After the Storm of the Century rips apart New Orleans, Adele Le Moyne and her father are among the first to return to the city following the mandatory evacuation. Adele wants nothing more than for life to return to normal, but with the silent city resembling a mold-infested war zone, a parish-wide curfew, and mysterious new faces lurking in the abandoned French Quarter, normal will have to be redefined.
Mother Nature couldn’t drain the joie de vivre from New Orleans, but the flood waters recede, and the body count continues to rise. Someone or something is draining life from its residents. Events too unnatural – even for New Orleans – lead Adele to an attic that has been sealed for three hundred years, and the chaos she unleashes threatens not only her life but everyone she knows.
Caught suddenly in a hurricane of eighteenth-century myths and monsters, Adele must quickly untangle a web of magic that links the climbing murder rate back to her own ancestors. But who can you trust in a city where everyone has a secret, and where keeping them can be a matter of life and death – unless, that is, you’re immortal.
I first heard of the legend of The Casquette Girls on The Originals and I was intrigued by that story, and clearly so was the author. And really, what a fantastic idea: what if vampires used las casquettes to travel to the New Orleans? From there, the author builds a solid story of vampires and witches. She makes minor spins on the tropes, but doesn’t try to reinvent them. And honestly, they don’t need to be. Instead, she takes the New Orleans and reinvents it as a character by having it set two months post-Katrina (“The Storm”) which lends the whole story an air of eeriness and in a way, sadness with the city deserted and a shell of its former self.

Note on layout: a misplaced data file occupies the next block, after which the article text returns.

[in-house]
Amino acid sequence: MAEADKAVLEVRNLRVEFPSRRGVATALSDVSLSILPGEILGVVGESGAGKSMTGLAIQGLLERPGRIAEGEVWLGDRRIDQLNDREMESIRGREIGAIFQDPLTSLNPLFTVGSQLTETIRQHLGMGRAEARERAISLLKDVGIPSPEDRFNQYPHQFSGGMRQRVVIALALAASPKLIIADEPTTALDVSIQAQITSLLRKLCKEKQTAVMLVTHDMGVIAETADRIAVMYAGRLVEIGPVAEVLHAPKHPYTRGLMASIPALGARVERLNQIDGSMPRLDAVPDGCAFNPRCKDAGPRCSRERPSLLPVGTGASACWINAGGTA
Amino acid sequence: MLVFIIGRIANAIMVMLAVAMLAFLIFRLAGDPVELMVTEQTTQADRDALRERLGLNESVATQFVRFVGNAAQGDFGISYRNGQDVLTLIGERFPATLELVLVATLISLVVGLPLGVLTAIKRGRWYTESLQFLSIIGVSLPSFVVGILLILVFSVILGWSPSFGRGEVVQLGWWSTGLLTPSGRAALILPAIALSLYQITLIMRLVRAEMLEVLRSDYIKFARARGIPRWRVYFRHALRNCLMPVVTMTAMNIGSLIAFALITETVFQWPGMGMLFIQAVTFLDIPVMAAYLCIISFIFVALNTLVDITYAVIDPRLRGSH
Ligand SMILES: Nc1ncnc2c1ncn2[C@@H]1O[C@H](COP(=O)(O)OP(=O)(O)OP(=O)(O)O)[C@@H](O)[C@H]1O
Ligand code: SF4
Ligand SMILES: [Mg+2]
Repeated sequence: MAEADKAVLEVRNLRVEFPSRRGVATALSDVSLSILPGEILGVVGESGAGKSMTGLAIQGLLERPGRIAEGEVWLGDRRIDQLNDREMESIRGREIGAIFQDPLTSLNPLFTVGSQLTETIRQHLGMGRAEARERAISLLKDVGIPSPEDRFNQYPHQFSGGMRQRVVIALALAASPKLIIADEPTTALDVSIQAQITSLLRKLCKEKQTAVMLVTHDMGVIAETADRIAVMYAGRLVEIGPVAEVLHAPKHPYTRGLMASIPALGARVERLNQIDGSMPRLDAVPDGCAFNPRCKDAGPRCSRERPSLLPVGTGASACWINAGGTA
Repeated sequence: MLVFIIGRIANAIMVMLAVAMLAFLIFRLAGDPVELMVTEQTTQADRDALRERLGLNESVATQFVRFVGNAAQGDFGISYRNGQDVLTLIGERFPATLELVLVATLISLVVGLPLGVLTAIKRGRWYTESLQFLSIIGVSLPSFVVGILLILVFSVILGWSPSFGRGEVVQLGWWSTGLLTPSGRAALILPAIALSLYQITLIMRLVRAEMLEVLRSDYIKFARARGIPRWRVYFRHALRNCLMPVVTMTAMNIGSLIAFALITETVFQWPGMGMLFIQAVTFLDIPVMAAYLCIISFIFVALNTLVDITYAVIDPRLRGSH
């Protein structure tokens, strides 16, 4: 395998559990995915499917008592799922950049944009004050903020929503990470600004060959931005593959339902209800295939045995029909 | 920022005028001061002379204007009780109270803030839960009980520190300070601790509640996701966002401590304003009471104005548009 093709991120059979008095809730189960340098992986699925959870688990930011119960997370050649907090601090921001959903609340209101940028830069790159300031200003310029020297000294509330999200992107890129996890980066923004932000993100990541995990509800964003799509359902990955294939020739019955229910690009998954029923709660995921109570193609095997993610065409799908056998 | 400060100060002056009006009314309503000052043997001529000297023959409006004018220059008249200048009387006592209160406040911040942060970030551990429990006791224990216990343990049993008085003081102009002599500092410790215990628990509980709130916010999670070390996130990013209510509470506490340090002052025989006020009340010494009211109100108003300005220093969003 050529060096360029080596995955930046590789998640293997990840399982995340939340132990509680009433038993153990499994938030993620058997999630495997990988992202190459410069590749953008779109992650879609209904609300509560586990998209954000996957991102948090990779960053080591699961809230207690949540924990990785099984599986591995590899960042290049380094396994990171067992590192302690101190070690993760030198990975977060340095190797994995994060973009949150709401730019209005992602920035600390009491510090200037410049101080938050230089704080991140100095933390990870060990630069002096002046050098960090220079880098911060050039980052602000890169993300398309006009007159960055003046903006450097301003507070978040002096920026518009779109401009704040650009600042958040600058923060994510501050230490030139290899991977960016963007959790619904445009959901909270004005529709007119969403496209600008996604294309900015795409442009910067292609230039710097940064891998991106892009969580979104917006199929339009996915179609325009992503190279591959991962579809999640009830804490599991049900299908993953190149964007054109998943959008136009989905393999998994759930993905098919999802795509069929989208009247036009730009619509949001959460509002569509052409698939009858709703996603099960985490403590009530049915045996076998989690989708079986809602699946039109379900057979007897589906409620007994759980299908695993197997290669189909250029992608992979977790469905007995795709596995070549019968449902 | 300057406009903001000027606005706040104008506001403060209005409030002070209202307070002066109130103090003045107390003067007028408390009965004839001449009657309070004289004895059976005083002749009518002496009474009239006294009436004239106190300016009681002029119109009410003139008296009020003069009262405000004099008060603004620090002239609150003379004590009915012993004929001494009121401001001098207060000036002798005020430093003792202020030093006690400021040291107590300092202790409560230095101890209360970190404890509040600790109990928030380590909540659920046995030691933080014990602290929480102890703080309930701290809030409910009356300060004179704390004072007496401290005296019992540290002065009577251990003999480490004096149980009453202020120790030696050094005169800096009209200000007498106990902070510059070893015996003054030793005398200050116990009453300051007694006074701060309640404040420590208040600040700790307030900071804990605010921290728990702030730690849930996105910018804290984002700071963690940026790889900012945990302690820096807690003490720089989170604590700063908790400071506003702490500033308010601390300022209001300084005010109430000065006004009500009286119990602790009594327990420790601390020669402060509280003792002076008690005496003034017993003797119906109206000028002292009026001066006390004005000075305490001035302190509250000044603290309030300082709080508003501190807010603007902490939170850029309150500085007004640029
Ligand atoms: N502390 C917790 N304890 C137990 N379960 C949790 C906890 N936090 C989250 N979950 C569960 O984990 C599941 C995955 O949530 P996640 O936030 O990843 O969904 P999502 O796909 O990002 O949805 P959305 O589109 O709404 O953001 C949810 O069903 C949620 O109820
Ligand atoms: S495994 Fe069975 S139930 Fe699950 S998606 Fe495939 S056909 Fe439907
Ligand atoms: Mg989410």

On top of the solid foundation, we also have a good set of characters- our heroine Adele comes off as refreshingly ordinary, there is a whole bevy of interesting guys and while her emotions do flirt with two of them, the romance is wisely used within the action of the story, but isn’t actually the story itself.
She even has two parents! Granted, they are separated, but both are interesting enough in their own right.
While I do generally like innovation in my world building, but if it’s done well, it isn’t always needed.
This book is an example of a book that doesn’t reinvent the wheel, but spins a damn entertaining yarn regardless.
The story ends on a note that could portend a sequel. I’m not sure that the book needs one, but if one does come out, I’d read it.
Verdict: Buy It. It’s one of the better vampire novels I’ve read in quite some time.